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May 16, 2022 Monday 01:55:50 PM IST

Song of the Rain- Monsoon in Literature, Journalism and Films

The distant thundering and the heavily cast skies bring a sense of awe to many people. The grey clouds engulfing the sky with a cool breeze hovering around indicates the arrival of the mighty monsoon showers that the earth awaits with its widely opened arms.  We are like the peacock which majestically dances on seeing the darkest of clouds in the sky. It is a season we all eagerly wait for after the fiery summer which made us wither and fade. Monsoon for some is harsh and ruthless and for pluviophiles, rain is ecstatic as it cleanses and purifies your soul.

Anyone who has enjoyed rains would have fond memories of getting drenched.  The joy of dancing in the rain with friends is a memory we are very fond of. As a child, I really enjoyed playing in the rain and quite naturally I have passed it down to my two daughters who equally love the same. It's also the time when the school reopens after the summer holidays. Children encounters rain on their way to school and back. They enjoy jumping into the muddy puddles of joy, laughing and giggling along with their friends. They do not remember the angry face of mother for getting drenched in rain and making their clothes dirty. I would like to share some anecdotes from my life where I got punished by my mother when I jumped into a puddle ignoring her warning.  We also waited for the school to close down for a day or two when the rain becomes torrential.  We waited for such days without knowing what calamities it brought to others. Such were the innocent memories associated with childhood and monsoon.

When Peacocks Dance
 Apart from that the season is also enjoyable for those who like to sip a hot cup of chai, reading a favourite book while enjoying the rain. Rain also becomes the central theme of many writers who weave stories around the monsoon season. There are many books which talk about the Indian monsoon. Memories of Rain by Sunetra Gupta is the first novel which comes to my mind when it comes to monsoon. It talks about the love of a Bengali woman and an English man in the backdrop rain swollen dark Calcutta. Chasing the Monsoon (1990) by the British Journalist and travel writer Alexander Frater, is his journey through India in pursuit of the astonishing Indian summer monsoon. Monsoon by Uma Krishnaswami is a children’s fiction that talks about the season and how people eagerly wait for its arrival.  When Peacocks Dance is an anthology where Juhi Sinha beautifully compiles different excerpts from prose, poems and also include snack recipes which can be relished during the season.  Who can forget the amazing works of Victor George, the Chief Photographer of the Malayala Manorama, who died while capturing the landslides in Idukki district. Thousands of his photographs are a treasure for researchers on monsoons and its influence in the country.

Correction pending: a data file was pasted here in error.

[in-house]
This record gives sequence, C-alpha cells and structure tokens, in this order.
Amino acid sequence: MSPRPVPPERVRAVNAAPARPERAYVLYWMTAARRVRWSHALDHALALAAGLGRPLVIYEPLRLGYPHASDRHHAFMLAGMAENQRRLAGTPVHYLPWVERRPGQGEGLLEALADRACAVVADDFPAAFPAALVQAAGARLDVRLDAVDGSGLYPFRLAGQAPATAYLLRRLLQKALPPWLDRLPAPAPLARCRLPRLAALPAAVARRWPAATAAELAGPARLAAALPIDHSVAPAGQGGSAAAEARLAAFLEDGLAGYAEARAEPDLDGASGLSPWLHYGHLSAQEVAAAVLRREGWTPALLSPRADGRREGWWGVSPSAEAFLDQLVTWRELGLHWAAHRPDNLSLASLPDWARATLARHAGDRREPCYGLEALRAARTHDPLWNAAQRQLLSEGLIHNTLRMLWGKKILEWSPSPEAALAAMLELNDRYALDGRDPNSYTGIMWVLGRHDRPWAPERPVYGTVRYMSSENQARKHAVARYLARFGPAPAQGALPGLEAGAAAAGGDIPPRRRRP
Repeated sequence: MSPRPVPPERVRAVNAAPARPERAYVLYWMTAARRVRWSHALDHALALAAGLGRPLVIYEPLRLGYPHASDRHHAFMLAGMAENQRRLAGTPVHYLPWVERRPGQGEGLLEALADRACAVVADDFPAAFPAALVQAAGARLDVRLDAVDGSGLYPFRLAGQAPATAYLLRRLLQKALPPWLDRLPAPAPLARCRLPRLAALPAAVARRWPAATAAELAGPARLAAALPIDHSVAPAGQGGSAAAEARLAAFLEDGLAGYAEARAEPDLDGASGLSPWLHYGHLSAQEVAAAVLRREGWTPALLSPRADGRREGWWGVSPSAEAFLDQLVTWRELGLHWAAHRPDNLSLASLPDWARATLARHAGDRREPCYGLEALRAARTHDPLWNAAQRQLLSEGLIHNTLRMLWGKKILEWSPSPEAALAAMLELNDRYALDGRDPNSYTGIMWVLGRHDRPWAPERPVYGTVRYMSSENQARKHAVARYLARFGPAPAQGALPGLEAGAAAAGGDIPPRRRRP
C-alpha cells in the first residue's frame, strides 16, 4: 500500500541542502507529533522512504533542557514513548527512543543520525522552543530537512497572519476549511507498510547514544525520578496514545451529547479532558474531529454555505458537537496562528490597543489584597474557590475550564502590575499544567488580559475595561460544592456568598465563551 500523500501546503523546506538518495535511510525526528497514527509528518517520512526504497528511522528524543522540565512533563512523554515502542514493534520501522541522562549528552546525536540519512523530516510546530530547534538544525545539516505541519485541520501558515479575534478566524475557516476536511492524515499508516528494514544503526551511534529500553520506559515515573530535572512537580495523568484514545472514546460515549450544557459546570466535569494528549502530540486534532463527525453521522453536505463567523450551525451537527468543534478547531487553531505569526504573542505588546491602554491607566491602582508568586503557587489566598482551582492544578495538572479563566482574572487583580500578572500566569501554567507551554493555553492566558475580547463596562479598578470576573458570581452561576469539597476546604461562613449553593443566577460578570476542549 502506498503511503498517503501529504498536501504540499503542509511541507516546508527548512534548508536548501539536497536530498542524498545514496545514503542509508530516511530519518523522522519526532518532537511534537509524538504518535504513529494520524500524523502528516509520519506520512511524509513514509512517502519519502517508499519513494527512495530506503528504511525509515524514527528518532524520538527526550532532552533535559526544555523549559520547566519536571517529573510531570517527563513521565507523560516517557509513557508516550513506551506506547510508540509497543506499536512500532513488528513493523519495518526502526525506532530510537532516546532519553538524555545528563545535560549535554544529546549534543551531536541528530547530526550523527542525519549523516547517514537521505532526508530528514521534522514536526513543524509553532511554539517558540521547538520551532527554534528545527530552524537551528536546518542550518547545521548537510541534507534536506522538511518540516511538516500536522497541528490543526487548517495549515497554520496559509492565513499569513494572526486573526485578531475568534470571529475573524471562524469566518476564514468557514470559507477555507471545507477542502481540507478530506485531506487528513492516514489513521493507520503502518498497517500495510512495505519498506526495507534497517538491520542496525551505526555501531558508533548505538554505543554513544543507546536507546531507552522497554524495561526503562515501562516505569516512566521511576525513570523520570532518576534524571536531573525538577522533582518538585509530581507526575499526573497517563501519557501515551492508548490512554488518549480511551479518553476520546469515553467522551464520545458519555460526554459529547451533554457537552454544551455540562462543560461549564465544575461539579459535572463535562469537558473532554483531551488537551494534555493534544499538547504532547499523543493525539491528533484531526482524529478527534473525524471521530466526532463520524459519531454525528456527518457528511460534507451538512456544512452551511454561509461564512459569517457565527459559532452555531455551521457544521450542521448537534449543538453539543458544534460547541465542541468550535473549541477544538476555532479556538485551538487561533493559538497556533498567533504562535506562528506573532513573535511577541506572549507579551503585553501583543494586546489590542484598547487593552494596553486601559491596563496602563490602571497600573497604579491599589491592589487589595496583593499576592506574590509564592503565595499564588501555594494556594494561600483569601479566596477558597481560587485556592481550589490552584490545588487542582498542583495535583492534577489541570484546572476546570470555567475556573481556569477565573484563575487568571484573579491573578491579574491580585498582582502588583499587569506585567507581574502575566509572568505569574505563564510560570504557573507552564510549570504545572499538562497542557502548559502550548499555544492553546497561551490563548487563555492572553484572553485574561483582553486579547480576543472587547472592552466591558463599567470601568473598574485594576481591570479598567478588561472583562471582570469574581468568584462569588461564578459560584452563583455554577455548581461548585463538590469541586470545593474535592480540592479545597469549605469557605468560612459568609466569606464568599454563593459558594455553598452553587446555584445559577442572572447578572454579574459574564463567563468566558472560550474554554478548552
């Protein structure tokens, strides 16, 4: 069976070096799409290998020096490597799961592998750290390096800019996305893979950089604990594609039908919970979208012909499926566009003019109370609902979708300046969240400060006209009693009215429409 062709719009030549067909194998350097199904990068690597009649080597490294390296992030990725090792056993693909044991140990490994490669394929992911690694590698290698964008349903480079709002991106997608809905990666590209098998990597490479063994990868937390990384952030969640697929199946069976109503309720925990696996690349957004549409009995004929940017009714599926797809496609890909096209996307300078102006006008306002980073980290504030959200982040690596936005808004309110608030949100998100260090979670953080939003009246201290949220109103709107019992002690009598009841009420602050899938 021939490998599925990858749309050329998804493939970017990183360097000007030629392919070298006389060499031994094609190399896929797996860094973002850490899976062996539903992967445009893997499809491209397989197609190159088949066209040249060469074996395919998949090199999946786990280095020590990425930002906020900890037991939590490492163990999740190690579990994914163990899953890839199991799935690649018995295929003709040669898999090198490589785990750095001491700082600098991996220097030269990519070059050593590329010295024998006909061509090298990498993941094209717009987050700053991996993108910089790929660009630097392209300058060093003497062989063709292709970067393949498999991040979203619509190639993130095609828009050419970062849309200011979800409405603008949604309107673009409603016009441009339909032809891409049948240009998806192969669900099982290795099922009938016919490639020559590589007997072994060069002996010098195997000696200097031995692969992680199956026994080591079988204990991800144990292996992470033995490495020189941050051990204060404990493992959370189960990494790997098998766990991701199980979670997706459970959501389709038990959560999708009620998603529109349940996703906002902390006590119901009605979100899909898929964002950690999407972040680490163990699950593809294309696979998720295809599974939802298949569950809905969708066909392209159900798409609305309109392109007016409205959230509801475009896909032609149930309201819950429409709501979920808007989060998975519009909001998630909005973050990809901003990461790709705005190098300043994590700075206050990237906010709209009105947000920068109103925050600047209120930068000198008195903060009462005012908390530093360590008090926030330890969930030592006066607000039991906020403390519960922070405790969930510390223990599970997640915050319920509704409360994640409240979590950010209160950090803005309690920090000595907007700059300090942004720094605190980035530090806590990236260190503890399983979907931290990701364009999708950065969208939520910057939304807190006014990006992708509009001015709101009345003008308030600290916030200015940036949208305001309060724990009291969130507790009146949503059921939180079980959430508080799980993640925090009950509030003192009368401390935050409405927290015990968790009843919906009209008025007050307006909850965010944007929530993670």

When rain comes in the literary scenario, it not only constructs an atmosphere, but also it initiates a narrative. The rain can either be rejuvenative or destructive and it symbolizes many aspects like rebirth, revival, foreboding and often perilous. Khalil Gibran, the famous Lebanese poet in his poem “Song of the Rain” where rain comes as the narrator. Rain is beautifully described as  

“I am dotted silver threads dropped from heaven

  By the Gods. Nature then takes to me.

  To adorn her fields and valleys” (Khalil Gibran)

When Gibran praises rain, the famous American Poet Henry Wardsworth Longfellow represents rain as “dark and dreary”. He deems that every individual should experience a day where unexpected things happen to them like “a rain fall”, which is cold and weary. These are two different perspectives of how people opine about rain. 

Monsoon on Celluloid
Monsoon season has an intense relationship with Indian films.  Rain symbolizes love, passion and also destruction. Let us take a look into some of the movies that use monsoon season as an important part of their story. Monsoon Wedding, a comedy drama directed by Mira Nair, talks in detail about an elaborate Indian wedding in the midst of monsoon. Here, the rain is metaphorical of a cleanser which washes away the unpleasantness from the family.  In the Lagaan: Once Upon a Time in India, the monsoon, or the lack of it becomes the catalyst of action. The villagers enjoying their victory are brought about by the heavy down pour which is symbolic of the nature rejoicing with them. In the movie Raincoat, the Indian adaptation of the famous short story The Gift of the Magi, rain plays a pivotal role. The characters’ mental agony is similar to that of a heavily cast sky ready to downpour. There is even a raga in Hindustani classical music which is associated with monsoon. The raga Megh Malhar has the power to bring rain to the place where it is sung and many films songs have been composed on this raga.

The monsoon season has an inseparable bonding with human beings. It gives pleasure as well as it carries us to past and memories associated with it. After a hot afternoon when we see the clouds getting darker, we eagerly await of it as Aah! The rain is coming!!

Published in Pallikkutam, The Education Observer, May 2022. To read more such articles-subscribe

Parvathy Nair

Parvathy Nair is a Project Manager of Pallikkutam ISchool. She holds an MA in English Literature, NET-qualified, Research Scholar, MG University)

Interest Areas: Language and Literature, Creative and Academic Writing, Gender and Women Studies.

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